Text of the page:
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  2. I understand completely. MY father spent a lot of time in and out of rehab before he died, and my boyfriend's uncle is now living in a nursing home. It's difficult to see your family member in one of those places, difficult to see the other people who are living there or being treated there, for all the reasons you mention.

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  3. Oh you make me think of so many things. Life is short and I want to live each day to the fullest. I am not spiritual either. But when my day comes I hope it is quick and painless, for me. My sons don't even want to talk about it.

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  4. My grandmother transitioned at the age of 98, I held her hand and it was beautiful, however, I don't want to live that long. My son has threaten to put me in the garage - lol HAPPY THANKSGIVING AND STAY BLESSED!

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  5. As in home care giver. I see people make bad choices or continue to keep doing there bad habits when it comes to there health.
    I keep saying I need or want to change my health habits (I know changing one habits isn't always easy) so I'll cut my odds down that I won't end up being a burden on someone else.
    But learning from my job. The elderly and disable has lot more choices then they did years ago.

    I have tried to bring up with my sons what happen when we age and it like they put it on the back burner and it's not even on low heat.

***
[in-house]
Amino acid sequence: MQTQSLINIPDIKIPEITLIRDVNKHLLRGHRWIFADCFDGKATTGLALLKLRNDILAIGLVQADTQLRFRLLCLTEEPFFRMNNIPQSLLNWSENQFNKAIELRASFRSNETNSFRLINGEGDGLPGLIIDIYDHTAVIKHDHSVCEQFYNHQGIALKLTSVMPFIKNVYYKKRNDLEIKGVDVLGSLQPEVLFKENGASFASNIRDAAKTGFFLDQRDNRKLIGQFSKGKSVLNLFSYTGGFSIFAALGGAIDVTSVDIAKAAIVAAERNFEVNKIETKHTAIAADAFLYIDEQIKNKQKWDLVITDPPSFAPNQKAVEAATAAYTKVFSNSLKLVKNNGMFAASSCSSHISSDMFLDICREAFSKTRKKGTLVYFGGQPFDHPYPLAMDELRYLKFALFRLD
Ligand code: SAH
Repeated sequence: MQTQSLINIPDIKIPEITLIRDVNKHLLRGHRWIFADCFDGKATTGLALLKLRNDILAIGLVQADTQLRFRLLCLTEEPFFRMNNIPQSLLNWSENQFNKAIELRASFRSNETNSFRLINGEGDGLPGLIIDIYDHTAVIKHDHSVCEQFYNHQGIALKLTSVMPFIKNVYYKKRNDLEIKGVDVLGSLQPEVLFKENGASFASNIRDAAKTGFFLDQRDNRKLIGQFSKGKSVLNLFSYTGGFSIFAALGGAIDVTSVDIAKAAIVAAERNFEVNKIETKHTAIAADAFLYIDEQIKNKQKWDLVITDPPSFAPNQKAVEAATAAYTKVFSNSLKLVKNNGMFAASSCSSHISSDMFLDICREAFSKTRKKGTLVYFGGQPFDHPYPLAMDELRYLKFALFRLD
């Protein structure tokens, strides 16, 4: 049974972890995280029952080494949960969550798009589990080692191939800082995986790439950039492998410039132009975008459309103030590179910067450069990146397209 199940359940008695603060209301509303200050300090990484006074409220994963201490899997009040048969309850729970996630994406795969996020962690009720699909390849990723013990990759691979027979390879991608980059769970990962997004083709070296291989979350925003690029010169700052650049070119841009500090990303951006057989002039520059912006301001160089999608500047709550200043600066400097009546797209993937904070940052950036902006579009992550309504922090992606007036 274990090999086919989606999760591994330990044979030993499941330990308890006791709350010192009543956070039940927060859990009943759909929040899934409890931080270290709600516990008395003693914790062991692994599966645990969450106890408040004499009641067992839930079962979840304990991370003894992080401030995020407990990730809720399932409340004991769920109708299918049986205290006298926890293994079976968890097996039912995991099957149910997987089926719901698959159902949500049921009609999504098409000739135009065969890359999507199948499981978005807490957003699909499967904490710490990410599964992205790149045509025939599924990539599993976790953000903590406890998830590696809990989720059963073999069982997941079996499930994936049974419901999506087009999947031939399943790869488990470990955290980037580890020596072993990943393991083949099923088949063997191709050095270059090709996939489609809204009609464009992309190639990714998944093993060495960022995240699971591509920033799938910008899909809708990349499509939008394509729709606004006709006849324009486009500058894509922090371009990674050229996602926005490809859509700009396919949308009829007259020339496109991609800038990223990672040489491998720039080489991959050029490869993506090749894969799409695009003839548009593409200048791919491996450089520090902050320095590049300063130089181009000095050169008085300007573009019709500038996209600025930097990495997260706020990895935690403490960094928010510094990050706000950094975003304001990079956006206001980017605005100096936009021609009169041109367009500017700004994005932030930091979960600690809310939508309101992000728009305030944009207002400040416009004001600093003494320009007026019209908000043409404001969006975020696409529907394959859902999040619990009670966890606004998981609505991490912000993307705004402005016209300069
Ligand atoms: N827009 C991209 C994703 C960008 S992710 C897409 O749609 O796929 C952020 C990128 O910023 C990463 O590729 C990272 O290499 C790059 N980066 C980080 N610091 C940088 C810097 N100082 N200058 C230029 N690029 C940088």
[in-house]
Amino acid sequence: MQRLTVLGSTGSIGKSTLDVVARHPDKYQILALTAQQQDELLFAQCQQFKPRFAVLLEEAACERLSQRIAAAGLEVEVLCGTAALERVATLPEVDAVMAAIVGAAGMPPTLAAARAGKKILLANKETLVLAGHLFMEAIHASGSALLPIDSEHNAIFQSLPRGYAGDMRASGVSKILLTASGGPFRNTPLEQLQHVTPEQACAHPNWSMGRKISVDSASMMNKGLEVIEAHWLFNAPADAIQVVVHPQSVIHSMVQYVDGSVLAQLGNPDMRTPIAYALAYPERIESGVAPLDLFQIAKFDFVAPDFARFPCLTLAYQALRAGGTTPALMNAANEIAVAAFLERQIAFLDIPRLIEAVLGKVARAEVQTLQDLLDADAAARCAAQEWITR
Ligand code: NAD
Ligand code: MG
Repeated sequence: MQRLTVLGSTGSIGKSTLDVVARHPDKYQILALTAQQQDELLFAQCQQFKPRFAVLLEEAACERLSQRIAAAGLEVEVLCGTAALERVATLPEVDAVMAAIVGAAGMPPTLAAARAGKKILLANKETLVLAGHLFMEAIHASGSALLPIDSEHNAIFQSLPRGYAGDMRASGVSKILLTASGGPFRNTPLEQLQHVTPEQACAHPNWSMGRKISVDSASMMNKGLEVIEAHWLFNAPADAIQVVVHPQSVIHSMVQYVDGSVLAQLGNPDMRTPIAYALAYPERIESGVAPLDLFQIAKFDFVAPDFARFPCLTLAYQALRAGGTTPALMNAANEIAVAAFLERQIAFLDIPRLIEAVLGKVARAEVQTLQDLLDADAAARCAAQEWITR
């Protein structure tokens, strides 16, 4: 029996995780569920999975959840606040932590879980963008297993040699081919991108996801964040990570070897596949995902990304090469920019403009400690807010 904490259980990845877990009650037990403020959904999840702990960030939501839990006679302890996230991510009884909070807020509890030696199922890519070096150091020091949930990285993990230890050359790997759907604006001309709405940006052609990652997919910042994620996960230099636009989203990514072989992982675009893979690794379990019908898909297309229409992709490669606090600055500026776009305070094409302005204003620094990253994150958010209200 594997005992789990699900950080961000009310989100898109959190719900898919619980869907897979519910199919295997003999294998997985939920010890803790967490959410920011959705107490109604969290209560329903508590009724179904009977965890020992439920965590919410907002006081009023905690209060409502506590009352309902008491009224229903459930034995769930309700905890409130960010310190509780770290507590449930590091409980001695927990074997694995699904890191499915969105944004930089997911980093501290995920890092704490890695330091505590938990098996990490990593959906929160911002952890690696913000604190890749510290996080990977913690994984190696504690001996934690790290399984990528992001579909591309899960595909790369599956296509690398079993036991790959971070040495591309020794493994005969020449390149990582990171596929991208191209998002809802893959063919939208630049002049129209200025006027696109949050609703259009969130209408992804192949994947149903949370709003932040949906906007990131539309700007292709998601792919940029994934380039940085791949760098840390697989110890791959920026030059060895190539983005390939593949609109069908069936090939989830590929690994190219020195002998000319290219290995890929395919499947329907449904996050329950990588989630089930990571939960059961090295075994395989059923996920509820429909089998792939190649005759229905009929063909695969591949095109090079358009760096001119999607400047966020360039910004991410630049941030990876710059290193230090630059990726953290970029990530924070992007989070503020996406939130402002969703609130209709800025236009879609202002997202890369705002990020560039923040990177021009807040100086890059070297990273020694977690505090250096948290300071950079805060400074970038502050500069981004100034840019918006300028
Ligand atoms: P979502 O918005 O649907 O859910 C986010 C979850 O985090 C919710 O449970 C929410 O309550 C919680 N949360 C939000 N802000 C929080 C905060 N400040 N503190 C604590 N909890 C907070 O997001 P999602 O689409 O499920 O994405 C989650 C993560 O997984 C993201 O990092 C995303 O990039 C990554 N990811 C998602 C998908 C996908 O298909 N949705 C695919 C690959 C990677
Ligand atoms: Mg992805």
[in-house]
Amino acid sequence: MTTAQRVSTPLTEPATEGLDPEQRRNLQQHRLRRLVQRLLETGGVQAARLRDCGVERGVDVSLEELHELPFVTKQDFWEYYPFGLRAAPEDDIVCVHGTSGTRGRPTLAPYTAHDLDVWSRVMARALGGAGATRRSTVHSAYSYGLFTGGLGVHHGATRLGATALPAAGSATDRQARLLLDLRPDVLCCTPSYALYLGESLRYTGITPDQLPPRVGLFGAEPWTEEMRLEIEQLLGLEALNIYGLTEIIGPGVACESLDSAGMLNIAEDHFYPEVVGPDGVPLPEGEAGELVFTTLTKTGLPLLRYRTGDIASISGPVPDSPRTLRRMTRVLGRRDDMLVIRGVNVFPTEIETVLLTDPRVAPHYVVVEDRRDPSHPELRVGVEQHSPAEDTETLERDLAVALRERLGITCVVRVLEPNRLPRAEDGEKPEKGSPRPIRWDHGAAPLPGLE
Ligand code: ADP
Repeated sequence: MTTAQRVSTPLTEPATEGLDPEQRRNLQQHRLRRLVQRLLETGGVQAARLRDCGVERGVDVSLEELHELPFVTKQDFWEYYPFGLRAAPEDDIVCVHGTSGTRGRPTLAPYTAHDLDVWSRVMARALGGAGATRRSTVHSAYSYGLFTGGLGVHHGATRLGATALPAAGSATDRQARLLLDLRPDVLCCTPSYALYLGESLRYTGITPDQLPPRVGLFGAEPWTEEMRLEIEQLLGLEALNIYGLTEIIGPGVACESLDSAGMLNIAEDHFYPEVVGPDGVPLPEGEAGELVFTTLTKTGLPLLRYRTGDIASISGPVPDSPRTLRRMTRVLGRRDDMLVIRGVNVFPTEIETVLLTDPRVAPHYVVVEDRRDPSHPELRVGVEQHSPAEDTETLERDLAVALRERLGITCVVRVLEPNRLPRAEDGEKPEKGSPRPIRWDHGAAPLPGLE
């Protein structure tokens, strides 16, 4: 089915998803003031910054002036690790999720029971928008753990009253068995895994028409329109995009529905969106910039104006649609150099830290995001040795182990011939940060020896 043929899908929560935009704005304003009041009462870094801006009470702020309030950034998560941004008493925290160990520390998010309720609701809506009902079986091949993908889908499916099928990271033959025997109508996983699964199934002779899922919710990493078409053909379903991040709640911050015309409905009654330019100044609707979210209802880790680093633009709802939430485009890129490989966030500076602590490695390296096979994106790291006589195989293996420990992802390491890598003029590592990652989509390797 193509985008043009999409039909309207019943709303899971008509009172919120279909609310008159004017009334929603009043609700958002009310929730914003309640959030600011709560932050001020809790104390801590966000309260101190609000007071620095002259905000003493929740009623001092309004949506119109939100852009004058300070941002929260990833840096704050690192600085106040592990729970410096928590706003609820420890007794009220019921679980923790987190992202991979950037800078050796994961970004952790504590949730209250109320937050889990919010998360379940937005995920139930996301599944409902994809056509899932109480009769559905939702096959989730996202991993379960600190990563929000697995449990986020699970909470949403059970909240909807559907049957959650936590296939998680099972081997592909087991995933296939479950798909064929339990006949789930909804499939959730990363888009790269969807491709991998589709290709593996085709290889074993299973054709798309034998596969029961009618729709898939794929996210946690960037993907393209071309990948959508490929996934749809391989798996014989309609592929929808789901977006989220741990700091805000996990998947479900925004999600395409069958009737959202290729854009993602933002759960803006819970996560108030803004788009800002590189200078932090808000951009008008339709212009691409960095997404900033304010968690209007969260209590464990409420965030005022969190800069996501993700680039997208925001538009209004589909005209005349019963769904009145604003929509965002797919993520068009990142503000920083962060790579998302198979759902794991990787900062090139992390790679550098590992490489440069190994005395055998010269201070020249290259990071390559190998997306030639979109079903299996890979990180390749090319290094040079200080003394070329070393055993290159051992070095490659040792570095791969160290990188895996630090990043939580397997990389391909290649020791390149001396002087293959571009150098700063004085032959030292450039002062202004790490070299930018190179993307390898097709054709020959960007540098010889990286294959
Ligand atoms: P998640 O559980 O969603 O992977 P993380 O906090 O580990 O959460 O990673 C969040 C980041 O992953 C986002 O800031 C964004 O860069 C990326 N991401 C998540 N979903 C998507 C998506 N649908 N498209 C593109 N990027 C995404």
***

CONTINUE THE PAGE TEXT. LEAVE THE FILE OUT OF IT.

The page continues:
Coffee is on

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  6. I actually have to agree with you! I don't really want to know WHAT my fate it, I simply want to live one day at a time and enjoy every moment!! As you should too! I'm sorry to hear about your mother in law though :(

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  7. I think the worst thing you can do is worry about things. My great-grandmother was petrified of needing a breathing tube, and in the end that's what happened to her. For a bit. (At a certain point they let her go.) I think it's the things that we kind of expect (as in, worry about) that actually happen.

    There are plenty of seniors who do give up. I think they kind of expect to. But the aforementioned great-grandmother refused to go into any sort of facility, and lived on her own until she was hospitalized for that breathing issue that eventually killed her. She had trouble getting around (I used to take her grocery shopping--I had just gotten my driver's license), but otherwise did just fine.

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  8. Alana.. I am not even thinking about aging yet, but you raised many valid questions. I understand that our health might not be as good as we expect in old age, but i wish to have painless death. Feeling grateful for whatever we have will make us positive, but it's really difficult to be grateful when one is going through difficult phases.

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  9. This is a tough one and hits close to home! My mother is 91 and lives in a private board and care home in California (my parents moved down there in the 70s). She too has been in and out of hospitals and rehabs and now she is bedridden and under hospice care. She has Dementia and seems fairly content, thank goodness. I sure don't want to end up that way and it haunts me, sometimes. I hope you MIL keeps up her therapy and feels better.

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  10. I am sorry for what you are going through. It is a difficult time and I'm sending positive thoughts to you and your family.